U.S. 2, Russia 2: Michael Bradley Is the Best American Player Right Now

The U.S. got a stoppage-time goal from Mix Diskerud to tie Russia 2-2 in Krasnador today in one of the more undeserved draws in USMNT history.

The Americans struggled to connect passes, were prone to fundamental mistakes (especially coming out of the back), and gave up several golden chances to the hosts.

If not for a few routinely great saves from goalkeeper Tim Howard, they would have lost by several goals.

But there was this from New Jersey-born Roma midfielder Michael Bradley:

Mama mia, what a strike. But over all, this was not the U.S. team’s best work. Here are three thoughts on the game:

• Bradley was fine in the first half, but he simply took over the U.S. effort in the second, making himself available all over the field, winning balls, marshaling possession, and attacking. In addition to his goal, he played in the long ball that led to Diskerud’s late equalizer. He got stronger as the game went on, and, well, see header above.

Fabian Johnson once again confirmed that he’s the solution to the U.S.’s longstanding left-back problem. He’s skilled, he’s athletic, and he doesn’t panic. Several times in the first half he extricated himself from tricky situations where a turnover would have been costly, and he was also a threat going forward. Second-best U.S. field player today.

• It might be a mental issue with Jozy Altidore when it comes to playing for the national team. Either that, or the Dutch league is just not as good as it’s cracked up to be. (Could be a little of both.) He did do a lot of the grunt work that Klinsmann wants his forwards to do, and, in the first half at least, he held the ball up a few times and allowed his teammates to get involved. But his second half was a washout. He gave the ball away too often and way too easily, and he failed to control a terrific pass in the box from Johnson that would have been a great goalscoring chance.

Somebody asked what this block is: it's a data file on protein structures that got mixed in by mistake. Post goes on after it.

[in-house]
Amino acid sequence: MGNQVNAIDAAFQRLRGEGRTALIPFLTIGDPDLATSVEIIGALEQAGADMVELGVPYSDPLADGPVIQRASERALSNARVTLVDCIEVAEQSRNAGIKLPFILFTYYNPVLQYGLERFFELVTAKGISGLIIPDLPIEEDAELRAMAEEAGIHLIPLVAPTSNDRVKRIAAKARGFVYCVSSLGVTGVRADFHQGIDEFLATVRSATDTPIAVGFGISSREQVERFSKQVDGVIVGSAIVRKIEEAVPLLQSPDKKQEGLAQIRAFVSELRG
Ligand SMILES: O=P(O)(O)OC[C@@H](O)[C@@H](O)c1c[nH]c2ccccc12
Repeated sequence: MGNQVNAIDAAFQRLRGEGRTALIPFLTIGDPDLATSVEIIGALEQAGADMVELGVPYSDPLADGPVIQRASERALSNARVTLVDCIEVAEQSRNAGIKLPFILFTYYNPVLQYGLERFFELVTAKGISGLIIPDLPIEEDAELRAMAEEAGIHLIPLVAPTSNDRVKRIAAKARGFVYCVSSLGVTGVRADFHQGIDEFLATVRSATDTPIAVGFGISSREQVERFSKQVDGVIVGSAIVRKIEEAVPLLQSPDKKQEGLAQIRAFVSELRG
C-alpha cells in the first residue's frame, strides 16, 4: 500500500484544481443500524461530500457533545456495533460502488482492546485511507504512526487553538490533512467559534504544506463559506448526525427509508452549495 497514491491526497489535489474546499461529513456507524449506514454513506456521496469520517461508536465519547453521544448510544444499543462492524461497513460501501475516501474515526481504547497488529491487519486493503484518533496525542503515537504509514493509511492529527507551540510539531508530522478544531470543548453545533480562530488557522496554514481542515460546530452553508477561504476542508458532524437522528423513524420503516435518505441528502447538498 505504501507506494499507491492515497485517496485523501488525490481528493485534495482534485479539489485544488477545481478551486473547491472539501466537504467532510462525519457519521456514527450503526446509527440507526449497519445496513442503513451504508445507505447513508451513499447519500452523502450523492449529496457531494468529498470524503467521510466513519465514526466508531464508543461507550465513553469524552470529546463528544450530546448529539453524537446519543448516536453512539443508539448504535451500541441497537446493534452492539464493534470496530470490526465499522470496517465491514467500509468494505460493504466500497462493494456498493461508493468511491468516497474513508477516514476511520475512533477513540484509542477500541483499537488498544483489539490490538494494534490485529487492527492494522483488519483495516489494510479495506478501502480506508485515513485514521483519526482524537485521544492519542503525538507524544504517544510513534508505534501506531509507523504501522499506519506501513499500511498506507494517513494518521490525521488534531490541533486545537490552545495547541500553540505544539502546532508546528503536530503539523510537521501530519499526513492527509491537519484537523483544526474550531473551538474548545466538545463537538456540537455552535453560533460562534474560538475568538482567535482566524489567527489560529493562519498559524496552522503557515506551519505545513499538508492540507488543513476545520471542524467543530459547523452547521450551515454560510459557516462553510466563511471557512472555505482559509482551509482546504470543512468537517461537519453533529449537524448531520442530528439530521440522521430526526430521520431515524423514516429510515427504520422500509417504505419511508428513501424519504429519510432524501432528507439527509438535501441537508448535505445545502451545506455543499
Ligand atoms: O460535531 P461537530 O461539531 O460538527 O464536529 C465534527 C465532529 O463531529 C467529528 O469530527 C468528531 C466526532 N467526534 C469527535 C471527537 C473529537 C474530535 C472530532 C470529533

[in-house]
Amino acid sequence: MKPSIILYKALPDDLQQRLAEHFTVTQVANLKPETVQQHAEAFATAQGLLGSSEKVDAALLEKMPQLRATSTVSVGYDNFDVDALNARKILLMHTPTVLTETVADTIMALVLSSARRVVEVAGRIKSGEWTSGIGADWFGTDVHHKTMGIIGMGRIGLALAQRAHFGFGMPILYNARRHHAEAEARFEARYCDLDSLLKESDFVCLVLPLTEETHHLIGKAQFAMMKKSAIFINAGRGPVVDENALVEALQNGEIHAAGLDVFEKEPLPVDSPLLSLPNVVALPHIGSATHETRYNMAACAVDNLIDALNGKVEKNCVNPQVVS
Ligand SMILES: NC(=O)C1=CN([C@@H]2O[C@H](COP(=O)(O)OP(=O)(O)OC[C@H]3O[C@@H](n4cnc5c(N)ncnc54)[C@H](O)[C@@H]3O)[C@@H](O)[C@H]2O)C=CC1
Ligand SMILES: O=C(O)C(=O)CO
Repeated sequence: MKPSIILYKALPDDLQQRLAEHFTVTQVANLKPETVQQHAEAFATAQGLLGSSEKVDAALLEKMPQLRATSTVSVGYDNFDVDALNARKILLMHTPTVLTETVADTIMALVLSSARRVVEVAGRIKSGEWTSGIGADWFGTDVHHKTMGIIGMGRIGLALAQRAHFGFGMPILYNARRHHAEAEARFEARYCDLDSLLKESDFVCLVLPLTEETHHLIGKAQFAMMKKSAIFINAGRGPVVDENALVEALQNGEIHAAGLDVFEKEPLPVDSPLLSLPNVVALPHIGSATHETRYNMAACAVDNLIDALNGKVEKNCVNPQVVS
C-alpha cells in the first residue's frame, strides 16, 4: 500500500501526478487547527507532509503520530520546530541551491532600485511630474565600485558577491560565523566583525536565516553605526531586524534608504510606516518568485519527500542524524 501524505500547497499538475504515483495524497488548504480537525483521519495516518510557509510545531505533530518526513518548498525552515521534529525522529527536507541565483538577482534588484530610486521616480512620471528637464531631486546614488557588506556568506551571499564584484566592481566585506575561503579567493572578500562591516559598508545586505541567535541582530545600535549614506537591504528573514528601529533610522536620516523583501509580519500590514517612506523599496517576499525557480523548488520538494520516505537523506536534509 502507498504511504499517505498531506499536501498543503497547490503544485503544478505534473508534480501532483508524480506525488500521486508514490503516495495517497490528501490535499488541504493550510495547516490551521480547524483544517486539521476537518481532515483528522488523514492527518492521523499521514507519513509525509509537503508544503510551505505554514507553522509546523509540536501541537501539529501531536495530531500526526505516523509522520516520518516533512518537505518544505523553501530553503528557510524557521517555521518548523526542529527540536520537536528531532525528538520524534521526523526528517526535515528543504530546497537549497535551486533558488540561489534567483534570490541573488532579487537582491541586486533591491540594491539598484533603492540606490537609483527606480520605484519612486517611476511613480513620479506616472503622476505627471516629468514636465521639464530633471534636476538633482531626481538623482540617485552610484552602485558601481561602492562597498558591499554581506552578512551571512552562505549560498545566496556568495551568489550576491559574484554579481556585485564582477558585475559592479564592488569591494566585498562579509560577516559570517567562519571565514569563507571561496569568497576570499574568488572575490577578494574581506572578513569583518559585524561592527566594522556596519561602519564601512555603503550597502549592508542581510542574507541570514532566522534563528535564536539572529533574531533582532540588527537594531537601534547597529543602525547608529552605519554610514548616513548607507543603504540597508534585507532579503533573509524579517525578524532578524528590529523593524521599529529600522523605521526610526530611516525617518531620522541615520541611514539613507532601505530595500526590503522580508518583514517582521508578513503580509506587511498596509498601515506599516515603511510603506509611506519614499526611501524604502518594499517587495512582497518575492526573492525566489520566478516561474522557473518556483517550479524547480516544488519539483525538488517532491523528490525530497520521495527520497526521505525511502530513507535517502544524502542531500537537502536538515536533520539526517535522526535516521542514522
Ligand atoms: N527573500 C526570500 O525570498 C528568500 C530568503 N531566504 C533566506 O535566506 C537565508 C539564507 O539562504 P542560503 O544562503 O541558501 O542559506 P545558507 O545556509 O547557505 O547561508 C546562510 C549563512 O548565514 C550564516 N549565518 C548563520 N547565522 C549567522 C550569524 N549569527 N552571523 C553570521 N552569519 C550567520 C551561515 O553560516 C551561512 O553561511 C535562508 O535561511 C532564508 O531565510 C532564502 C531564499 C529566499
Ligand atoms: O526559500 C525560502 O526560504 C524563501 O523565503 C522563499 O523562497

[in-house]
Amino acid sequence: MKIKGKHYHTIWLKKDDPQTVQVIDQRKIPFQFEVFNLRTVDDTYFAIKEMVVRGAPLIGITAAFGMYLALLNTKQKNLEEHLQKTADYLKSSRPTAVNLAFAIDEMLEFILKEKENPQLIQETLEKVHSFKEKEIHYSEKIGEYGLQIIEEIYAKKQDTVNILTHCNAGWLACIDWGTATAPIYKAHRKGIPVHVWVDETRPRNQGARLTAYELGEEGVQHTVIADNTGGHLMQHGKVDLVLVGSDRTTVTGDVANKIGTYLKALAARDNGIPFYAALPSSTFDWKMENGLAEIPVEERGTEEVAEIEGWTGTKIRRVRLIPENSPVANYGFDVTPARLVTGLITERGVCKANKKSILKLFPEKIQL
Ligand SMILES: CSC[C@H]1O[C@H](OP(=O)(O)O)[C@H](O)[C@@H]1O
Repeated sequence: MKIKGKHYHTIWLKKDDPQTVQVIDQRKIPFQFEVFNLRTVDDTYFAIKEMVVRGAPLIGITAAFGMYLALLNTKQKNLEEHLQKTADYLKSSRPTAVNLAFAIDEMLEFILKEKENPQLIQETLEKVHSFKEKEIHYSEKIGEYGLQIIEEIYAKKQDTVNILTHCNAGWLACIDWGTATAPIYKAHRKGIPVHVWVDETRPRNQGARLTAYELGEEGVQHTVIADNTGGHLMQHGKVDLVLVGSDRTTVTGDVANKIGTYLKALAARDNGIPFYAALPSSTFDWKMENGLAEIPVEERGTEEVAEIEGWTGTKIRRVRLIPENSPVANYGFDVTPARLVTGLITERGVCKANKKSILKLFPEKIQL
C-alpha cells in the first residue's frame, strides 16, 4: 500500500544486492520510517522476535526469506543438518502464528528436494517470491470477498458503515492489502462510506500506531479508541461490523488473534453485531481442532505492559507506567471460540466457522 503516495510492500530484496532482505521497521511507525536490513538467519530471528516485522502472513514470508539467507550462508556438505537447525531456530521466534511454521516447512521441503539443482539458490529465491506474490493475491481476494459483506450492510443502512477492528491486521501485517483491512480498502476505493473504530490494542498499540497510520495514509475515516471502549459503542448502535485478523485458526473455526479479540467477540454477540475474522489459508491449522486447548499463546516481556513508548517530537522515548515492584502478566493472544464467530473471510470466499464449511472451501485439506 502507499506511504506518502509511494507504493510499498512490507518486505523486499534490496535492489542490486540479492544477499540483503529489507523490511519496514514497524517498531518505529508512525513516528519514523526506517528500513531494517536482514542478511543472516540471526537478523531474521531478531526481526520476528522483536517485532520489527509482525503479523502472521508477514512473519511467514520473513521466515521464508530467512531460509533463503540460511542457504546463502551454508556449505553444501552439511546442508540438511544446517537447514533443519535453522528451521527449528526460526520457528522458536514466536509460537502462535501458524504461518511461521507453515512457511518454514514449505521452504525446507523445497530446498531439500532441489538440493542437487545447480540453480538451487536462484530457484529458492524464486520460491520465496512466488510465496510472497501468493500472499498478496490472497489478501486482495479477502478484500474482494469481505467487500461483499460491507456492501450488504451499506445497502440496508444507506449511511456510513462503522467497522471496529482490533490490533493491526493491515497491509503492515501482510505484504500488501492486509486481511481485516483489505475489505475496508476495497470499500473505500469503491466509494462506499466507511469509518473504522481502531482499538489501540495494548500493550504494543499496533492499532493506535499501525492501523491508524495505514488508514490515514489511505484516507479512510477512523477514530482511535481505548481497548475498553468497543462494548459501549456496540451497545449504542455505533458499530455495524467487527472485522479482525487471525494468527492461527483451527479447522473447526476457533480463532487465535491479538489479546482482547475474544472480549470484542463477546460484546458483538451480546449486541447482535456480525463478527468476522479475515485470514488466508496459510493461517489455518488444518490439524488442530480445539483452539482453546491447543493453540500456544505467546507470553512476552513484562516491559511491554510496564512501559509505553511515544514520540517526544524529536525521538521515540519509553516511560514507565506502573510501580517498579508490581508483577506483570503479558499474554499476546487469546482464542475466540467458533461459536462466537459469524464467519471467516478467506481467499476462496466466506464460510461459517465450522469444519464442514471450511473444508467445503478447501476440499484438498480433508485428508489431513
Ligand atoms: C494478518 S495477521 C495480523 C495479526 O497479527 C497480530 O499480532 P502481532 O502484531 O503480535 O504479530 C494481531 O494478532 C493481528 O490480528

Then Juan Agudelo and Terrence Boyd came in and helped create both goals with athletic knockdowns to teammates. Here’s the second one, from Boyd to Diskerud (and in off a Russian defender):

One final thought: Klinsmann needs more skill in his midfield. Williams had a poor game (and not just because of his blatant error), and Jermaine Jones, while he worked hard, is a blunt instrument in the final third. He initiated several offensive forays but then killed them with poor touches in the box. He should have scored late on a cutback from Altidore but skied his attempt. He’s not an attacking player.

Klinsmann doesn’t need both Williams and Jones in addition to Bradley. One will do, and free him up to add another, more dangerous piece to the U.S. attack.

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U.S. U-23s Roll Past Mexico, 2-0

What a day for U.S. Soccer yesterday: the women’s team routed Denmark 5-0, the men clipped Italy 1-0 for their first win ever over the Azzurri, and the U-23 side thoroughly outplayed their counterparts from Mexico in a 2-0 win.